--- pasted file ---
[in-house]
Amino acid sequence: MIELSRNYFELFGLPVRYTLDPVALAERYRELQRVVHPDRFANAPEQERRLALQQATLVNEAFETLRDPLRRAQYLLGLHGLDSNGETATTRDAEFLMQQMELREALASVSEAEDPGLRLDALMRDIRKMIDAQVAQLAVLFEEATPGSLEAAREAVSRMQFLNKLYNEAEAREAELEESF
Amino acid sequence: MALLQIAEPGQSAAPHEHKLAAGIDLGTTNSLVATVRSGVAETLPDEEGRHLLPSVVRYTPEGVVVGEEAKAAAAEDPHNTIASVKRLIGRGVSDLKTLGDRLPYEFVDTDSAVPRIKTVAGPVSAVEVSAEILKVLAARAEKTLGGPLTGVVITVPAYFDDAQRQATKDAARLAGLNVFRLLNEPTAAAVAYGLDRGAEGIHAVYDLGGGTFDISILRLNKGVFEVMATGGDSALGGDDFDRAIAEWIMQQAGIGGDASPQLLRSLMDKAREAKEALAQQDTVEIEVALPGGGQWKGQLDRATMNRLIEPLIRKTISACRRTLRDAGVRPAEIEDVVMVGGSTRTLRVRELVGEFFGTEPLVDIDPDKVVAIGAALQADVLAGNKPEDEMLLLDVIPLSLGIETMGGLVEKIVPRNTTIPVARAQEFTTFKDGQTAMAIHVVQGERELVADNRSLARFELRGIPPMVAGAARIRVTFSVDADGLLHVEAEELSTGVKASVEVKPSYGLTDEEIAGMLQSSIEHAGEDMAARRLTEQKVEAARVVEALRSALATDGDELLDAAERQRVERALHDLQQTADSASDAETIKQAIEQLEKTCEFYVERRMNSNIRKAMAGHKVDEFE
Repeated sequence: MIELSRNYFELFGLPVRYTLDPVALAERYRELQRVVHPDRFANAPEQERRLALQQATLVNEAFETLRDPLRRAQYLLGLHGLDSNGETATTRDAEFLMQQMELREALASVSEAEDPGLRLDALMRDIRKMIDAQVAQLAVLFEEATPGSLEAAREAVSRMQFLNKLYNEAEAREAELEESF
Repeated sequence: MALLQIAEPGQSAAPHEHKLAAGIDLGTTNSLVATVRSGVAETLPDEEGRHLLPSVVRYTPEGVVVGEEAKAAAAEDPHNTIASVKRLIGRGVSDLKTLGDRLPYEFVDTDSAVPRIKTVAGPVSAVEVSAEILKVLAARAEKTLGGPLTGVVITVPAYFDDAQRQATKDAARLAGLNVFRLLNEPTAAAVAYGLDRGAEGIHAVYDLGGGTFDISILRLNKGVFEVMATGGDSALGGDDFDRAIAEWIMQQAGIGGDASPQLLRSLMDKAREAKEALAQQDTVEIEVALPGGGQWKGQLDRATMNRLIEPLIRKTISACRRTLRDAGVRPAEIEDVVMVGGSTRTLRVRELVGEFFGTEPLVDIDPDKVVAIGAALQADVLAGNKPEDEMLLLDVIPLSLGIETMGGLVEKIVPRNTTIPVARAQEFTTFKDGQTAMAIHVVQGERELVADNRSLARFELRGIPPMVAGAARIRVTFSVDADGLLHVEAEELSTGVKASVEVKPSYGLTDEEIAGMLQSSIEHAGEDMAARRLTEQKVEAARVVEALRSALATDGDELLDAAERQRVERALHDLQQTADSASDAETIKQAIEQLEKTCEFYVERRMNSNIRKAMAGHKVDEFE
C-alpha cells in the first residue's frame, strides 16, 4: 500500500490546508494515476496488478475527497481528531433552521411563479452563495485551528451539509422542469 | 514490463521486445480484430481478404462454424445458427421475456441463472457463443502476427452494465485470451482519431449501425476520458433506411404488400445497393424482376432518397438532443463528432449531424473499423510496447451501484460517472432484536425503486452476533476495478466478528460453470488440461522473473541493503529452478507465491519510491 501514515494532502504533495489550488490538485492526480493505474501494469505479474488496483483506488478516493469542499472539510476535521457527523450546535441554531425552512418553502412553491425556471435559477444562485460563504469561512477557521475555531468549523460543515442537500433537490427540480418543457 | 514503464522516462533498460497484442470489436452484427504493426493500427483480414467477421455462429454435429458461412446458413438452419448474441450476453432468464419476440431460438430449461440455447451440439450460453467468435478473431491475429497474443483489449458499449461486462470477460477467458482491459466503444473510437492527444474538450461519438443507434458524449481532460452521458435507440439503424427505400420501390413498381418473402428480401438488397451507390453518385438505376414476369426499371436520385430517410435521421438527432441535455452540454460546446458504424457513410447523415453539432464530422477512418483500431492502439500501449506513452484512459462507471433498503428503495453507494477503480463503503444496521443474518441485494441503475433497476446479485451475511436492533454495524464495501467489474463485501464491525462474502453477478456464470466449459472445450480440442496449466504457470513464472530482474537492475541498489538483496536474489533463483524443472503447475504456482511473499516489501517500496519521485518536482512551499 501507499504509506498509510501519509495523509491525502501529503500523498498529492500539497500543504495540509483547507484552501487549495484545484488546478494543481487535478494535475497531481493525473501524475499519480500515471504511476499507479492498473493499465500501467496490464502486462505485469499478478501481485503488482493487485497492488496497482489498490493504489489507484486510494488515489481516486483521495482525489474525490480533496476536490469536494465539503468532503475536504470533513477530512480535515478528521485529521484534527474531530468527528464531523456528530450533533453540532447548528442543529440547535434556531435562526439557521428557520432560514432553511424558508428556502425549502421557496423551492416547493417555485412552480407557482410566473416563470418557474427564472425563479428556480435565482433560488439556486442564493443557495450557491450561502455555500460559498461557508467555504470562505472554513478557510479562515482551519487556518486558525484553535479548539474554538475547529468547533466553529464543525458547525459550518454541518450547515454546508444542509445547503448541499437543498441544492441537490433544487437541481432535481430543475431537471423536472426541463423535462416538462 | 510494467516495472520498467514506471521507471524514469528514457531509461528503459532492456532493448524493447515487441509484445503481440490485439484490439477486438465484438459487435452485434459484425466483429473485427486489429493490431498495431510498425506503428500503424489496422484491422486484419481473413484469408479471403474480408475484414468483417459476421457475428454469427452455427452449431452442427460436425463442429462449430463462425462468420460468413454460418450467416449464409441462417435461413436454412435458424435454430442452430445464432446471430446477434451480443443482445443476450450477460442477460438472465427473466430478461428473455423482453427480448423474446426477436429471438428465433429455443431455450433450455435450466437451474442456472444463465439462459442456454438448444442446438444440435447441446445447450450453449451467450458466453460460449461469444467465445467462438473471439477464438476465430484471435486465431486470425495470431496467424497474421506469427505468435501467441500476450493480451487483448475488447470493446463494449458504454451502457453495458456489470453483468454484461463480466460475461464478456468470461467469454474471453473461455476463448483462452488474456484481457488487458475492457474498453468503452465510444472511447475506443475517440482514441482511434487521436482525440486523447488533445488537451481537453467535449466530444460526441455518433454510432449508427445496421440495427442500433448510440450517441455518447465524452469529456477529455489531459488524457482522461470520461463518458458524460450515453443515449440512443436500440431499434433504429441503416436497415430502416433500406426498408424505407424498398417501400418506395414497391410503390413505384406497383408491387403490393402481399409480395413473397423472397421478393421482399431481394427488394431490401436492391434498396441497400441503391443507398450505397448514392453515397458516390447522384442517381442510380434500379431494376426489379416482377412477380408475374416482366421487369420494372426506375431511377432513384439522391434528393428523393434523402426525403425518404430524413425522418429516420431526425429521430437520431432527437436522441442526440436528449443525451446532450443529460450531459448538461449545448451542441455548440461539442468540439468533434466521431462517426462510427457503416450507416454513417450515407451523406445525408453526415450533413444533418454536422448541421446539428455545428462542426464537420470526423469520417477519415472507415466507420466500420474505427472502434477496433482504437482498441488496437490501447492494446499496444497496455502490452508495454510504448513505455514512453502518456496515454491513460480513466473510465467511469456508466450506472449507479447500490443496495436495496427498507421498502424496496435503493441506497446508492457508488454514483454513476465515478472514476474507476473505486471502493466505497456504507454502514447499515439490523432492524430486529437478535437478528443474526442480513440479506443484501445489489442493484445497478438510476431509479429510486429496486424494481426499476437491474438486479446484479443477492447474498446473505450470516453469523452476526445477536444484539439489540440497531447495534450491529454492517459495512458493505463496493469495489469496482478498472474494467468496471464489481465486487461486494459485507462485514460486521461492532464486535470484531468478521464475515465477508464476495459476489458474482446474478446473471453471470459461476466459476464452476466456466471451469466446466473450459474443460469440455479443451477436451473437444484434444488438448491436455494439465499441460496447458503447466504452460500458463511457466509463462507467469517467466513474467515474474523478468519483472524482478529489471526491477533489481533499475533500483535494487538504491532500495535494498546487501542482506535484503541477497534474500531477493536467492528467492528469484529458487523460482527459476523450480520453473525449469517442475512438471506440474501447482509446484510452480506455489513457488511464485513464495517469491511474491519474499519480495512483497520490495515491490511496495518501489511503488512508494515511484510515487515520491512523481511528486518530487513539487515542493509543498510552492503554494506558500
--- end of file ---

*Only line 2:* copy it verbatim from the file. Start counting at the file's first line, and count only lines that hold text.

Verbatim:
Amino acid sequence: MIELSRNYFELFGLPVRYTLDPVALAERYRELQRVVHPDRFANAPEQERRLALQQATLVNEAFETLRDPLRRAQYLLGLHGLDSNGETATTRDAEFLMQQMELREALASVSEAEDPGLRLDALMRDIRKMIDAQVAQLAVLFEEATPGSLEAAREAVSRMQFLNKLYNEAEAREAELEESF